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Vestibular neuritis is an inflammation of the vestibular nerve. The nerve is located in the inner ear. It carries signals that help with your balance from the inner ear to the brain.
The inflammation may cause sudden vertigo. This makes you feel like you're spinning or whirling.
The causes of vestibular neuritis are not clear. It can happen after a viral infection. More rarely, it can happen after an infection caused by bacteria. The trigger may be an upper respiratory infection, such as influenza (flu) or a cold. Less often, it may start after a middle ear infection.
The infection inflames the vestibular nerve. This causes the nerve to send incorrect signals to the brain that the body is moving. But your other senses (such as vision) don't detect the same movement. The confusion in signals can make you feel that the room is spinning or that you have lost your balance (vertigo).
The main symptom of vestibular neuritis is vertigo. Vertigo is not the same as feeling dizzy. Dizziness means that you feel unsteady or light-headed. But vertigo makes you feel like you're spinning or whirling. It may make it hard for you to walk. Symptoms of vertigo and dizziness may be caused by many problems other than labyrinthitis and vestibular neuritis.
Vertigo begins without warning. It often starts 1 to 2 weeks after you've had influenza (flu) or a cold. It may be severe enough to make you vomit or make you feel sick to your stomach. Vertigo slowly goes away over a few days to weeks. But for a month or longer, you may still get vertigo symptoms if you suddenly move your head a certain way.
Your doctor can tell if you have vestibular neuritis by doing a physical examination and asking about your symptoms and past health. Your doctor will look for signs of a viral infection.
If the cause of your vertigo is not clear, your doctor may do other tests. These may include a hearing test (audiometry), a test of your balance system called electronystagmography, or an MRI to rule out other problems.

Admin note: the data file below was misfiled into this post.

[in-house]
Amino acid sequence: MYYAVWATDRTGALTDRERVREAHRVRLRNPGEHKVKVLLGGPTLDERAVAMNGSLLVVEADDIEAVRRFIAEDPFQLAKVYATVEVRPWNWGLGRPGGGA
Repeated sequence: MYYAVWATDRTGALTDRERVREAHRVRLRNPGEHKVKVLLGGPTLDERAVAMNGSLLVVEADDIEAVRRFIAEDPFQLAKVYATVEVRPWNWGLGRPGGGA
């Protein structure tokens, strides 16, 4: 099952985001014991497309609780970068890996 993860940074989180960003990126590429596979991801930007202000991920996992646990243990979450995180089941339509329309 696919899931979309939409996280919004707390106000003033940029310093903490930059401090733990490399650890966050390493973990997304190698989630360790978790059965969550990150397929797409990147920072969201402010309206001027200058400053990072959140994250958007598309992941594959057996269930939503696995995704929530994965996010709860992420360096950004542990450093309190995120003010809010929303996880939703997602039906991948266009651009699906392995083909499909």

Most of the time, vestibular neuritis goes away on its own. In most cases, this takes several weeks. If the cause is a bacterial infection, your doctor will give you antibiotics. But most cases are caused by viral infections, which can't be cured with antibiotics.
Your doctor may prescribe steroid medicines, which may help you get better sooner. The doctor may also give you other medicines, such as antiemetics, antihistamines, and sedatives. These are to help control the nausea and vomiting caused by vertigo.
Vertigo most often gets better as your body adjusts (compensation). Medicines like antihistamines can help your symptoms. But they may make it take longer for vertigo to go away. It's best to only use medicines when they are needed and for as little time as possible.
Staying active can help you get better. Check with your doctor about trying balance exercises at home. These include simple head movements and keeping your balance while you stand or sit. They may reduce symptoms of vertigo.
Current as of: May 18, 2021
Author: Healthwise StaffMedical Review: Anne C. Poinier MD - Internal MedicineE. Gregory Thompson MD - Internal MedicineKathleen Romito MD - Family MedicineKarin M. Lindholm DO - Neurology
Current as of: May 18, 2021
Author: Healthwise Staff
Medical Review:Anne C. Poinier MD - Internal Medicine & E. Gregory Thompson MD - Internal Medicine & Kathleen Romito MD - Family Medicine & Karin M. Lindholm DO - Neurology
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